TITLE

Rodent dispersal of fungal spores promotes seedling establishment away from mycorrhizal networks on Quercus garryana

AUTHOR(S)
Frank, J. L.; Anglin, S.; Carrington, E. M.; Taylor, D. S.; Viratos, B.; Southworth, D.
PUB. DATE
September 2009
SOURCE
Botany;Sep2009, Vol. 87 Issue 9, p821
SOURCE TYPE
Academic Journal
DOC. TYPE
Article
ABSTRACT
With global warming and the possible decline of conifers, more habitat may be available to oaks, particularly at higher elevations and more northerly latitudes. Whether oaks expand into new habitats will depend on their ability to disperse and establish at the margins of existing woodlands. Because oaks have a symbiotic relationship with ectomycorrhizal fungi, range expansion requires dispersal of both symbionts: the acorns and the mycorrhizal inoculum. Little is known of this dual dispersal. Here we assess the availability of ectomycorrhizal inoculum as a function of the distance from mature oaks. We examined soil cores for ectomycorrhizal roots and rodent fecal pellets for fungal spores along transects away from mature trees of Quercus garryana Dougl. ex Hook., and planted acorns as bioprobes. We identified spores by microscopy, and mycorrhizas by DNA sequences of the ITS region. Mycorrhizas were present in soil cores 5 m from parent trees, but not beyond. Spores of hypogeous fungi were found in rodent fecal pellets at distances up to 35 m from mature trees. Hypogeous fungi formed ectomycorrhizas with first-year seedlings within the root zone of mature trees and with second-year seedlings beyond the root zone. These data indicate that for seedlings near mature trees, the source of fungal inoculum was the mycorrhizal network of mature trees, and for seedlings beyond that, rodents dispersed the inoculum. We conclude that rodent dispersal of fungal spores promotes seedling establishment away from mycorrhizal networks in Q. garryana.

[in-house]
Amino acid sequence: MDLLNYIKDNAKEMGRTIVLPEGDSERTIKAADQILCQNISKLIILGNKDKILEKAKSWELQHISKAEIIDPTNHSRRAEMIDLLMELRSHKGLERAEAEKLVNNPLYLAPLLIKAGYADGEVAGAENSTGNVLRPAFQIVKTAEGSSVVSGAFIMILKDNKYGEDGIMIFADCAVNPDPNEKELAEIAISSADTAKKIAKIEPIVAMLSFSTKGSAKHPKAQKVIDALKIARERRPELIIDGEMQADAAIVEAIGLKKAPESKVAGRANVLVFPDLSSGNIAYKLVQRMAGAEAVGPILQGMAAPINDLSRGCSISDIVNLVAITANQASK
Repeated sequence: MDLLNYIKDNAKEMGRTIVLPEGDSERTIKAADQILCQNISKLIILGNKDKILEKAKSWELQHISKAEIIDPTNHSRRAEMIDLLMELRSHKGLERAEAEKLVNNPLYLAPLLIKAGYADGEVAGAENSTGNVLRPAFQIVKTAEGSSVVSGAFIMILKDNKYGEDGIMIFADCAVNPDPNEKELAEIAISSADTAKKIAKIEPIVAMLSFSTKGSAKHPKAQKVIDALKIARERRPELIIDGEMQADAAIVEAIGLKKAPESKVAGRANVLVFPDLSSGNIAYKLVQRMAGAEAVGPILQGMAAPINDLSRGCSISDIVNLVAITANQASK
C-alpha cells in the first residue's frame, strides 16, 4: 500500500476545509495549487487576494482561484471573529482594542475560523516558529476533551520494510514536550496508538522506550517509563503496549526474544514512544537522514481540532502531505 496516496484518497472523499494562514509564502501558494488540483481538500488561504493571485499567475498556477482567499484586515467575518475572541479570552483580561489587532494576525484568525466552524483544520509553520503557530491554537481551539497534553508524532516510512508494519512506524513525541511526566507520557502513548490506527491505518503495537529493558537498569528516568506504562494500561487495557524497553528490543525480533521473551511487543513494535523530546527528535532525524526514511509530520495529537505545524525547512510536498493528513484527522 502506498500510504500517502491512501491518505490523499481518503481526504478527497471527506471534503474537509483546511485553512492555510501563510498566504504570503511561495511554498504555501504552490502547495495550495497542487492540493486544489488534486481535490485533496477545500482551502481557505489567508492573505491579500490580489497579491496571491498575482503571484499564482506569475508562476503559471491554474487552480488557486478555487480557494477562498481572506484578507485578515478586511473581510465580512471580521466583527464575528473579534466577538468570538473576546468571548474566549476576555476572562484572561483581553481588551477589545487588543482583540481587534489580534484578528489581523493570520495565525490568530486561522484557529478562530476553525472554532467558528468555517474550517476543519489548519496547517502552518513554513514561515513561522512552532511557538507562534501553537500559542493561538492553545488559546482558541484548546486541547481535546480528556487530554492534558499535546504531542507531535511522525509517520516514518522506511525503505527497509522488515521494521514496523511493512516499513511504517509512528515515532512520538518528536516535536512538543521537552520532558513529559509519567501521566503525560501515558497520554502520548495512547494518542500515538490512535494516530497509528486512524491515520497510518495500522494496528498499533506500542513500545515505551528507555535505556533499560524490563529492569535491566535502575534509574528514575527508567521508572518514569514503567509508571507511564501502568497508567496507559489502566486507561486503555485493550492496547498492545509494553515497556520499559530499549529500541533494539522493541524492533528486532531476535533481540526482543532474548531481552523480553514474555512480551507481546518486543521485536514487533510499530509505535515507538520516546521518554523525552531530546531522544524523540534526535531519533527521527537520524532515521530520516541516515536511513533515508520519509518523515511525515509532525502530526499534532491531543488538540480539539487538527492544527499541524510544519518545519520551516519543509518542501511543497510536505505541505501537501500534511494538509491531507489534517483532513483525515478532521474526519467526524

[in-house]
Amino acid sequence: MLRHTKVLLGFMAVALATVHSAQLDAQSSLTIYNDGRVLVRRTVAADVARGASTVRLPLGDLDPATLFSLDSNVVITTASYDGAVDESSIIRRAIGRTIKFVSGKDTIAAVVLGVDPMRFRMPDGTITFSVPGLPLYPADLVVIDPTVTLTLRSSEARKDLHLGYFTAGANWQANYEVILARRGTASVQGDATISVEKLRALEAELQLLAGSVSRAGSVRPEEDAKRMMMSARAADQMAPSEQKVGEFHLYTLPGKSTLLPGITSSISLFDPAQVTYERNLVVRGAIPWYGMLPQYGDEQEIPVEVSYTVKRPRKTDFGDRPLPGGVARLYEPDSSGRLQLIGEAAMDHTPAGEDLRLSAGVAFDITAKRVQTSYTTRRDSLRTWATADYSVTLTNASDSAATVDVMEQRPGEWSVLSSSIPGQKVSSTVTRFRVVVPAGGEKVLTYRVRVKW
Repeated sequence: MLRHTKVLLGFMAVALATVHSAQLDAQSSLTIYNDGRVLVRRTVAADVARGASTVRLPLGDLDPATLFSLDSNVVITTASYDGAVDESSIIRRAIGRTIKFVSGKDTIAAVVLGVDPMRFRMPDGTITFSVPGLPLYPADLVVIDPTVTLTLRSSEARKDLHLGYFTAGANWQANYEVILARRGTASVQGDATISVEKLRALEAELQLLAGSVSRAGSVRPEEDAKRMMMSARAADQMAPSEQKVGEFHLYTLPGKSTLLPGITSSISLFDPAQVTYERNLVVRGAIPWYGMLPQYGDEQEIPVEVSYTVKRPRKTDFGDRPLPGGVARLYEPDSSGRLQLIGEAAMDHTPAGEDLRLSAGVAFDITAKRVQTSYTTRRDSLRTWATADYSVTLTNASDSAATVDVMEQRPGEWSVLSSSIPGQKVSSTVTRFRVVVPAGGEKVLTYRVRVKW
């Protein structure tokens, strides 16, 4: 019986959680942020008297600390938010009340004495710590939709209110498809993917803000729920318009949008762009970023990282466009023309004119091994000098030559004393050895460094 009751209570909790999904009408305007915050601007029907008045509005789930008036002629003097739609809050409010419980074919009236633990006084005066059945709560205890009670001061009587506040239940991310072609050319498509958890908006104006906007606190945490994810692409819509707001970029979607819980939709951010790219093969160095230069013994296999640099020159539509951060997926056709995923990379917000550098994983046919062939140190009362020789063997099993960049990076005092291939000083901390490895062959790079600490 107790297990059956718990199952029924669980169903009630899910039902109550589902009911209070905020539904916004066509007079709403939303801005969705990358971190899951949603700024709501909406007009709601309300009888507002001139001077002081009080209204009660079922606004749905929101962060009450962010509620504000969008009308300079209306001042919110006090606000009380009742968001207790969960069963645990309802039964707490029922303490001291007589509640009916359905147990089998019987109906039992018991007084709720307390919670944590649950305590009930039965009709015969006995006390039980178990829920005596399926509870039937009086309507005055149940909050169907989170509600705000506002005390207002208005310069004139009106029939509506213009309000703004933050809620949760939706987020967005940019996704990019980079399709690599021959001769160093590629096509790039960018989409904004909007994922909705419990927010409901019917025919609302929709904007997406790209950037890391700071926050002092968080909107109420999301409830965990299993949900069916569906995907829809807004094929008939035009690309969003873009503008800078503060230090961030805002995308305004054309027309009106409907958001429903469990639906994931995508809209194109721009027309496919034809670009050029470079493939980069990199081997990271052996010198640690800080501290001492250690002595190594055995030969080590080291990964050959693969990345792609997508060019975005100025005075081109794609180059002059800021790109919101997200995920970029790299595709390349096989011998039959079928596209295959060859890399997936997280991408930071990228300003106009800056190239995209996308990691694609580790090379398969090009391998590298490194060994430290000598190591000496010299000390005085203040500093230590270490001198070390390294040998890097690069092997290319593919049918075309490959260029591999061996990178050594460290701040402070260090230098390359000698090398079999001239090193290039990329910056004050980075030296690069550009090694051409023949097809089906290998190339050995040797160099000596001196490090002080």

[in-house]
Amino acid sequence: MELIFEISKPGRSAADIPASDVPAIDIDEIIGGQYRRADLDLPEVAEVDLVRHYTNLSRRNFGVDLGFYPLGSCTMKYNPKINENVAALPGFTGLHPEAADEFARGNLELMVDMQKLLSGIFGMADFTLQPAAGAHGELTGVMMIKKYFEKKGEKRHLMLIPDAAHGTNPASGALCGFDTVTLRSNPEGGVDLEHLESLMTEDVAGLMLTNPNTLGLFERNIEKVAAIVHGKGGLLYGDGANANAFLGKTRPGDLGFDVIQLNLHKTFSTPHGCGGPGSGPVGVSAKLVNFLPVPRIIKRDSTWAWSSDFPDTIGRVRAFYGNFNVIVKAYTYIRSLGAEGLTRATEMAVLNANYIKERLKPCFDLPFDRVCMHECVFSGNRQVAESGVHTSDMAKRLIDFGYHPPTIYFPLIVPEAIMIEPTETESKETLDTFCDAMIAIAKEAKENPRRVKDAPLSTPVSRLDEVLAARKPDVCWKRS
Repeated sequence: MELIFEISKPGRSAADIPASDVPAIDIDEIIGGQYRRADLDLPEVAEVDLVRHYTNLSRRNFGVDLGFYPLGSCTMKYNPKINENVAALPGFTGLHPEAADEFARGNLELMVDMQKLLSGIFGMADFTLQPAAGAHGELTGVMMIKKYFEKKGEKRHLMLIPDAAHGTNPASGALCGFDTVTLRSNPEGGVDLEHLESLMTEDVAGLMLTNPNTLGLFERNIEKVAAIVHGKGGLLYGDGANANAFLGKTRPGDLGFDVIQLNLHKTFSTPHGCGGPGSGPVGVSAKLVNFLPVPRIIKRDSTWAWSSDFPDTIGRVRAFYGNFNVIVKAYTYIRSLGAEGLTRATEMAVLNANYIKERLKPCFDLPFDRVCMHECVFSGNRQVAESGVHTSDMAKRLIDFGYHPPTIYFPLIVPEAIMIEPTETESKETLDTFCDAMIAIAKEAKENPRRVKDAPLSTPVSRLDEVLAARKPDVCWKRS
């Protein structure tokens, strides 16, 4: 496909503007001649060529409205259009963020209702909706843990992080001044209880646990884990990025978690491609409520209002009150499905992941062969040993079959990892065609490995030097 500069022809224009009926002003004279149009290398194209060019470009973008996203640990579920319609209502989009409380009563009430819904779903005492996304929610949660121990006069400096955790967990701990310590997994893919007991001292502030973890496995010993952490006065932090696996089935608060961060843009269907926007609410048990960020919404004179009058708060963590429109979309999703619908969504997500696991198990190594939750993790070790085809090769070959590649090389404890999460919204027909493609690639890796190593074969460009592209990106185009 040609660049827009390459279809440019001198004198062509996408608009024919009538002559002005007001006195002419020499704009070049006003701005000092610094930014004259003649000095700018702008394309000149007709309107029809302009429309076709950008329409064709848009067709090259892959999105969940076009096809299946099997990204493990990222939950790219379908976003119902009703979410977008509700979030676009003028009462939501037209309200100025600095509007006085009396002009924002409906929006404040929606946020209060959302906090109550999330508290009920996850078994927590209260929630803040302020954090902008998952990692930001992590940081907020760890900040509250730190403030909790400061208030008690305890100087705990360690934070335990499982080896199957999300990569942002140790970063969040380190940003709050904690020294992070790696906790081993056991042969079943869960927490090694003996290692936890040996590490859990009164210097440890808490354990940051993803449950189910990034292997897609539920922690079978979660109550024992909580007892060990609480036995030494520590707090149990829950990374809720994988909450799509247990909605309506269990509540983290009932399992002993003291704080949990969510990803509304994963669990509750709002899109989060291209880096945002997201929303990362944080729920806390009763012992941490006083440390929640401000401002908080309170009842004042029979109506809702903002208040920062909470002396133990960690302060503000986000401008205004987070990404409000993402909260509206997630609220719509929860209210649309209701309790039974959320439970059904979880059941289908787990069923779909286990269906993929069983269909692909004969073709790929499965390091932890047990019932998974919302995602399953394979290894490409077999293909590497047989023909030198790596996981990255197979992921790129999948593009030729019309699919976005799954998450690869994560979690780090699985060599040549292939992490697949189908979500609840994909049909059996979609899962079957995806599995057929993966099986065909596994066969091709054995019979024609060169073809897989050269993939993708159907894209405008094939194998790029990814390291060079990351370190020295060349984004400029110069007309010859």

ACCESSION #
44461616

 

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